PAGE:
This article was originally published in October 2014.
When you’re done using your bike – you’ve outgrown it, it’s lost some of its functionality – a few options immediately come to mind. You pass it down, sell it or it ends up in a junk yard. But have you ever thought about turning an old bike into a bicimáquinas – a bike-powered machine?
In Guatemala, local non-governmental organization Asociación Maya Pedal is reconditioning old bikes and reclaiming discarded bike components to speed up common, daily tasks. Need a means to shell coffee beans faster for your small-scale farm? A vibration machine to force the bubbles out concrete to make durable roof tiles? There’s a bicimáquinas for that.
Maya Pedal began as a partnership with a Canadian organization in 1997. It has operated under local control to better promote sustainable Guatemalan development since 2001 and employs locals in its workshop, located in San Andrés Itzapa, including five people as technicians and a seven person board of directors who offer consultancy and logistics support. Maya Pedal also takes on three to four international volunteers at a time, provided that they have skills that can benefit the organization (such as engineering, cycle mechanics, translating or marketing) and can commit to at least a mid-term stay (upwards of four months). Knowledge of Spanish is also required, which allows volunteers to contribute more effectively during their stay.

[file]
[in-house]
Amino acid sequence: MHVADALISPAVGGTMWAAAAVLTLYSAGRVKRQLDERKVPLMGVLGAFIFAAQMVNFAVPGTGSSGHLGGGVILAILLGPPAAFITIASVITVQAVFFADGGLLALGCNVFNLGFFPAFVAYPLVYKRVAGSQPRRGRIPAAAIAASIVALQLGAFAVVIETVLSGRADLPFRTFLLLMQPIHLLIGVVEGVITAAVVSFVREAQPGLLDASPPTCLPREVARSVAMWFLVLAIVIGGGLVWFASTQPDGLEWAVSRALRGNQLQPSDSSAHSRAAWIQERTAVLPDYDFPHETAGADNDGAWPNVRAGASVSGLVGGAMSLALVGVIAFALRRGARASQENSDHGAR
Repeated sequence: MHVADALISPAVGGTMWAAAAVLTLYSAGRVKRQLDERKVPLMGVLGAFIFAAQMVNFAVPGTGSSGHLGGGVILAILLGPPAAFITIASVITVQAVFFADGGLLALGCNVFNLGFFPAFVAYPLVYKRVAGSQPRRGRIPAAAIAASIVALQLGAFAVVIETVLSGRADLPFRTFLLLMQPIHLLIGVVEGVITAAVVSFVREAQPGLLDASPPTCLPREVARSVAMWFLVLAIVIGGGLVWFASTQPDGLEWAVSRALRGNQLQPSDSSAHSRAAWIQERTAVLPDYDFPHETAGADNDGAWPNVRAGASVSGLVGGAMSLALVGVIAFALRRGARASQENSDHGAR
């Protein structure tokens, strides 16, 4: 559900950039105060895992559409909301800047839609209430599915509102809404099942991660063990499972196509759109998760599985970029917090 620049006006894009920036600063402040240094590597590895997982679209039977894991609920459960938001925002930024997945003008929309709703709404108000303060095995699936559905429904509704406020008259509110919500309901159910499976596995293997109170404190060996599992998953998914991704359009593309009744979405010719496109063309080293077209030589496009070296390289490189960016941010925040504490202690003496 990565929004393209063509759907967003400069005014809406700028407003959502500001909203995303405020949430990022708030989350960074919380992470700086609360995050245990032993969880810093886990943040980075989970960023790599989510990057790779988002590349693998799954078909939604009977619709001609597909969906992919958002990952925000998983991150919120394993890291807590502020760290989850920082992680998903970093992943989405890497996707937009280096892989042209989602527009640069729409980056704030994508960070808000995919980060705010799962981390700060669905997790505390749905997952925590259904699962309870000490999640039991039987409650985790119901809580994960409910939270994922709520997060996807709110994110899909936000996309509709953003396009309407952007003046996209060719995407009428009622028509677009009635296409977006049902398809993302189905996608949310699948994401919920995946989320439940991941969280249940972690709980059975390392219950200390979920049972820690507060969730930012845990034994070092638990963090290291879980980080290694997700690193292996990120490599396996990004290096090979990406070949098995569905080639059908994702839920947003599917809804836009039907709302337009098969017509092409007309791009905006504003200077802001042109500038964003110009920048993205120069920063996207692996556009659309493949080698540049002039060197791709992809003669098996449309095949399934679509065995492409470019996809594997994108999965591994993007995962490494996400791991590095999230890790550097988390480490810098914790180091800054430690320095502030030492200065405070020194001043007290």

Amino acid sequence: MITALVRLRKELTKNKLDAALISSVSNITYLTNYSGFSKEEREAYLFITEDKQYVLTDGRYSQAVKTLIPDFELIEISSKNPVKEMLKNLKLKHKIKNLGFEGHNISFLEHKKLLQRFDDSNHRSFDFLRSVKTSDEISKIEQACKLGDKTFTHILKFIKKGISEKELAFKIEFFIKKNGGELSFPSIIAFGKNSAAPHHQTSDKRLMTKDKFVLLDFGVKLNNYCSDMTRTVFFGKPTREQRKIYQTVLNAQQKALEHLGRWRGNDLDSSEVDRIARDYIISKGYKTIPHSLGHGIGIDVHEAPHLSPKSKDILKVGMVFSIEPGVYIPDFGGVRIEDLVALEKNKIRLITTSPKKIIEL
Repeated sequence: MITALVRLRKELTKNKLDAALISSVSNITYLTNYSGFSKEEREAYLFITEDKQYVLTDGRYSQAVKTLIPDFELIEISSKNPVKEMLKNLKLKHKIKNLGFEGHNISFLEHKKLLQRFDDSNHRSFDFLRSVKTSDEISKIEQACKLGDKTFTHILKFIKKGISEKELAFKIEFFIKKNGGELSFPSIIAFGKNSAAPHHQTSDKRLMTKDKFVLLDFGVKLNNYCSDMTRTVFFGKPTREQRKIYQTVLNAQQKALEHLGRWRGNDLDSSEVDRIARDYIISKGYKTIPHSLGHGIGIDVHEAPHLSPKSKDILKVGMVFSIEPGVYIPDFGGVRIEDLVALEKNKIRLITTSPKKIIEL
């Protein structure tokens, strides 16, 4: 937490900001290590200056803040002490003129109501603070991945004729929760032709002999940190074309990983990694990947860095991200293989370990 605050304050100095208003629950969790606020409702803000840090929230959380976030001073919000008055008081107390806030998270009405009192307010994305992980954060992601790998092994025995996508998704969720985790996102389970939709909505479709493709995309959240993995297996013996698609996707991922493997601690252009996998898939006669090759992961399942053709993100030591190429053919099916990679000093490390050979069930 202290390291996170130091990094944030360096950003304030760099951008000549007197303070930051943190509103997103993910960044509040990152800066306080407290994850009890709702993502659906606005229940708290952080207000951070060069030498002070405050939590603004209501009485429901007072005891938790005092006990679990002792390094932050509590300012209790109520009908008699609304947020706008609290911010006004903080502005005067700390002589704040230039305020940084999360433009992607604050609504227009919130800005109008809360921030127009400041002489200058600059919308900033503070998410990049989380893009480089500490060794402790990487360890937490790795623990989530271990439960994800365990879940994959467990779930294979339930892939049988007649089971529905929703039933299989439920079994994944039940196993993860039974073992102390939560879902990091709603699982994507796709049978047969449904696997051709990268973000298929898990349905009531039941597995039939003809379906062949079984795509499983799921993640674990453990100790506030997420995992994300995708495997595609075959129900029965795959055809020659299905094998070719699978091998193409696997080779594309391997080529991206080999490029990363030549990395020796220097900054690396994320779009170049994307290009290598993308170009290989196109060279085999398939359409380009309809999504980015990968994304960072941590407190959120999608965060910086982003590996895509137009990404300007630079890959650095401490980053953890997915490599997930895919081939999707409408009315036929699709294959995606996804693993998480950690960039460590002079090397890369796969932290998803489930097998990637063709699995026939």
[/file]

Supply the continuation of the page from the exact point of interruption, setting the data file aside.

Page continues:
Any job Anywhere
“We can provide (a) solution to any job anywhere,” wrote Maya Pedal director general Mario Enrique Juárez in an email to Innovate Development. If it was previously operated by electric, diesel or gasoline, there’s a good chance it can be moved by pedal power. One of the machines created in the Maya Pedal workshop is the Bicidesgranadora, a degraining and milling machine. It draws on locally available, hand-powered appliances used to thresh and grind corn, but adapts the parts to a sit-on, pedal-powered machine. It is the organization’s best-selling invention.
While it would not improve work efficiency for large, commercial farms, a pedal-powered machine can yield results faster than work done by hand. Threshing and milling can be done alternately be replacing a part on the machine. One person operating the machine can degrain 12 to 15 quintales per day (2645 to 3306 lbs) of corn, according to Maya Pedal. Instructions for how to make this machine, and all of Maya Pedal’s innovations, are available online.
Change and Innovation
Other interesting innovations machines include water pumps of various types, either portable versions or more permanent types that can draw deeper than electric pumps, and a bicycle blender, used in some instances by women to produce aloe-based shampoo, which they can use or sell. There appears to be a focus on change and innovation within the organization, and many new prototypes are on the way, including a bike-powered washing machine and electricity generator. In addition to creating machines, Maya Pedal also has a bike repair workshop where they service customers.
Innovate Development has contacted the organization to learn more about its pricing points. The website does not provide information about how much each machine costs or what the price of maintaining one is. As such, it is difficult to determine how economically accessible these machines are and also whether the organization can reasonably self-sustain or whether it is completely donor-dependent. Its work is supported by the Massachusetts Institute of Technology, the Working Bikes Cooperative, Bikes Not Bombs and other organizations.